Sofitel Gatwick general manager, Graham Hawksworth, tells ABTN why the future is bright with the airport's new owners.
How is business at the hotel at the moment?
We saw a noticeable increase [in occupancy levels] in 2010, compared to the previous year. We are trying to be a leader in our area, as opposed to a follower, and have made strategic decisions to drive business at Gatwick where we can. There has been a pick up, and we’ve experienced some good numbers, but with the government round of cuts on the way it’s difficult to know what the short-term future will look like.
How do you plan for challenging times?
We try not to cut. There’s a danger that you nibble away at things, and people notice. It could be something like biscuits disappearing out of bedrooms, or less milk. But we have a standard to maintain, so we have to look at the costs we can manage that don’t impact the customer – utility costs, recycling and energy. There are gains to be made in those areas.
You’ve been at Sofitel Gatwick for more than five years, during which time the airport has seen a lot of changes. How has that impacted your business?
I arrived here under BAA. Then Ferrovial bought it over. And now Global Infrastructure Partners is the owner. I’m optimistic about the future. I think not being part of BAA means we’re no longer in the shadow of Heathrow. We are now a competitor in a way that I don’t believe we were before, when BAA owned both the airports. At Gatwick now there is a lot of investment going into the airport in terms of infrastructure and passenger experience. That bodes well for the future. I hope GIP is in for the long haul.
Do you have much dialogue with GIP?
I probably know more senior people at GIP, and have more contact with them than I ever did with BAA. It’s makes things easier when you’re familiar with who you’re working with. It puts a different complexion of things.
How has life changed now that you’re not in Heathrow’s shadow?
At the moment Gatwick is primarily a leisure airport. It went that way when Open Skies bit (in 2007), and a lot of American carriers transferred to Heathrow. At the moment we have a good mix between what we refer to as our leisure traveller, and our transient traveller – someone on business who does not have a corporate rate with us, and therefore it’s difficult to track. So the transient market is a big market for LGW. But of course the corporate market consists of those guests with negotiated rates, and you can track their room nights. It’s probably a fairly even split at the moment [between leisure/transient and corporate]. I suppose GIP has thrown down the gauntlet and said it wants to compete with LHR and attract new airlines, but not necessarily from the US. It’ll be looking East, at Europe and at more long haul. It’s been an interesting demographic. The biggest change was when the American airlines moved to LHR. We saw a drop in what we would call corporate business. Nonetheless, passenger numbers are reported as remaining healthy. There is a lot of capacity available. LGW is not as near to 100% capacity as it was a couple of years ago. I think they have a chance to increase passenger numbers, which is good news for us.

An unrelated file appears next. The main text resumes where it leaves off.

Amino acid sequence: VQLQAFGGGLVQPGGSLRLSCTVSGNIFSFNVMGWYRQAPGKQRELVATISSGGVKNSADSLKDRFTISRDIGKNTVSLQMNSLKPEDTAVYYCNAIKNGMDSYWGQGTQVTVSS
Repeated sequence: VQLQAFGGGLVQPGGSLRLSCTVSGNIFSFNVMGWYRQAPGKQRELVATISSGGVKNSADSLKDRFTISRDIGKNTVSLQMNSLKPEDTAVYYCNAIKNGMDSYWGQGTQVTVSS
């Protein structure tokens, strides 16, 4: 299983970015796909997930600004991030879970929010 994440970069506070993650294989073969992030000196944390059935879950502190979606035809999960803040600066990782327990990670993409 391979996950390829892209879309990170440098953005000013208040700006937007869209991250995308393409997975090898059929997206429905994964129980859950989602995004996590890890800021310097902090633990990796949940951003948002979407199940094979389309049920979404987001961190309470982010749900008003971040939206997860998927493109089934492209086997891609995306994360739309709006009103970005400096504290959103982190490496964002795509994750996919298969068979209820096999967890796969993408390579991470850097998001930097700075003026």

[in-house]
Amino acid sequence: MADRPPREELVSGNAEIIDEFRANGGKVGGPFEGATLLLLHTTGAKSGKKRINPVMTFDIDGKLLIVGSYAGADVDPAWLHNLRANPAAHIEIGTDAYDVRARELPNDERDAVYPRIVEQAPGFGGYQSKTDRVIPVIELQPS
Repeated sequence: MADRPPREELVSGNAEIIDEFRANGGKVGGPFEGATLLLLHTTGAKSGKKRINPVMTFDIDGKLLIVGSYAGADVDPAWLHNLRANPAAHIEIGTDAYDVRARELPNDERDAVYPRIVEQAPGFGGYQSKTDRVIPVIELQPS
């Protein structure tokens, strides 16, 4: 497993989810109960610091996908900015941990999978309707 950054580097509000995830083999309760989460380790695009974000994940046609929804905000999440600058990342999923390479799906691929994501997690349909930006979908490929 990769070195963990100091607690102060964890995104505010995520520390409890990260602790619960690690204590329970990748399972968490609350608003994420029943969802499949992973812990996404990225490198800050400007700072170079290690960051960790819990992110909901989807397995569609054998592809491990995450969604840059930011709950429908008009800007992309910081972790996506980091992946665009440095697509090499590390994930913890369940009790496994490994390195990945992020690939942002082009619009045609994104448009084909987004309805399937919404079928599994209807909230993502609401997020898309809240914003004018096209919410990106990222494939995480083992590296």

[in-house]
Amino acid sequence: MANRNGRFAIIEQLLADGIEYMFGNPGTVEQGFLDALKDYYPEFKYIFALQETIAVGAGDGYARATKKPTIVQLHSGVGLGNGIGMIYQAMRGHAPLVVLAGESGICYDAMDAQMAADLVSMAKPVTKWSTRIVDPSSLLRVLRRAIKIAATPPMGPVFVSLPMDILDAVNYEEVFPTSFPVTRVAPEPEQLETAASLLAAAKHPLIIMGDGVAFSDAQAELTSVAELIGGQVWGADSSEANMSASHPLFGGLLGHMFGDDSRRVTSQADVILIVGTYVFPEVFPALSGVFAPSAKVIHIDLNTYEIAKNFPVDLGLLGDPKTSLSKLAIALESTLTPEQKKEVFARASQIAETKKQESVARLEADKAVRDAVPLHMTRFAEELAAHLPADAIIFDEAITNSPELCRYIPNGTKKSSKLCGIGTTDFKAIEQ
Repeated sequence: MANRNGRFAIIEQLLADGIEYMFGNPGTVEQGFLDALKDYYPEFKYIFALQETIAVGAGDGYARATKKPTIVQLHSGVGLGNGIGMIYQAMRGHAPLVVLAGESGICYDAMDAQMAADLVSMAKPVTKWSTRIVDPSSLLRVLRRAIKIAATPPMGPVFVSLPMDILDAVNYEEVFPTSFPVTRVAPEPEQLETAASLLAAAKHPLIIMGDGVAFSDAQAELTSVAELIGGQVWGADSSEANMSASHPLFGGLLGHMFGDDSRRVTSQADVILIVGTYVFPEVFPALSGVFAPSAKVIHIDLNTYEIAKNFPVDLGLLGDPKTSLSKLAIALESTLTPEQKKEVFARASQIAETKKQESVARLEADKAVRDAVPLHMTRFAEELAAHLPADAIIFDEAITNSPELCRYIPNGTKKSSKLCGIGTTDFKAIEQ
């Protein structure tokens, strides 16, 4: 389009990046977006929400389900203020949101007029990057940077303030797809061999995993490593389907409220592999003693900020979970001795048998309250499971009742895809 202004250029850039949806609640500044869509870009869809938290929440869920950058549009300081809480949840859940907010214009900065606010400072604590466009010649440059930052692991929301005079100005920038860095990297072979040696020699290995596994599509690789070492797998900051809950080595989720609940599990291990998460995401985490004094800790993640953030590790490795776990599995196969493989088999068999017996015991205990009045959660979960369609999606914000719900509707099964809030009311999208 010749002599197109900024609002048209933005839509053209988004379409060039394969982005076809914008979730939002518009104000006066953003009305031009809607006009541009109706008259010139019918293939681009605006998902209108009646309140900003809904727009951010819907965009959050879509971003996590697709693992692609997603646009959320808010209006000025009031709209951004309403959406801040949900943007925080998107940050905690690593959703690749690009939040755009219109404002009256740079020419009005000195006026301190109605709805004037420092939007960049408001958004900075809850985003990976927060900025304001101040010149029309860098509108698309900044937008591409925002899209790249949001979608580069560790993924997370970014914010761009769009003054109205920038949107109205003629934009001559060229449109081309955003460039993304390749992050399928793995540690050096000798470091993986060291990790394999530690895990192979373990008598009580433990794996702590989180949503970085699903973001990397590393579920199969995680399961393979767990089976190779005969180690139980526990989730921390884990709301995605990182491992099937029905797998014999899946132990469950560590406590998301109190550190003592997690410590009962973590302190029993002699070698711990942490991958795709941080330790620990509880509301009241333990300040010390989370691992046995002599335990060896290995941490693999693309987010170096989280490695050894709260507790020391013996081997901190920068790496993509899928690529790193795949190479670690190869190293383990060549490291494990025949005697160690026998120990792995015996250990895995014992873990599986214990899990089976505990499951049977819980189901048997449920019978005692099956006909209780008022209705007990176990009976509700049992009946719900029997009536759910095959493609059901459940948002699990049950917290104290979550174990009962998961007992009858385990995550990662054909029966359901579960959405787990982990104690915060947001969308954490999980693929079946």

Tell me about your M&E offering? How important is it?
Like any revenue stream it’s important. After rooms, it’s one of our big revenue providers. We’ve got 11 meeting rooms that vary in size and can be configured in any way you want in terms of lay out. All have natural light with the exception of one room. It’s important that we acquire that business. Being at an airport is an advantage, and sometimes a disadvantage. We have a good product, comparable with anything available at Gatwick. The standard of service, and the quality of the product, the attention to details is often commented upon. We have competitors who also have good products, but I think we have the edge on service.
How have occupancy levels been?
It has taken a hit. It declined during the recession, for lots of reason. Corporate travel was cut, people took fewer holidays and there were fewer flights. We saw a decline over the last two years. We’re now seeing more of a buoyant picture. Companies are more prudent about spending, but we’re starting to see volumes come back again. The government cuts will impact events and training. And, of course, if you work in the public sector, and are facing uncertain times, you might not take a holiday. It’s now a bit of a cliché, but there is cautious optimism.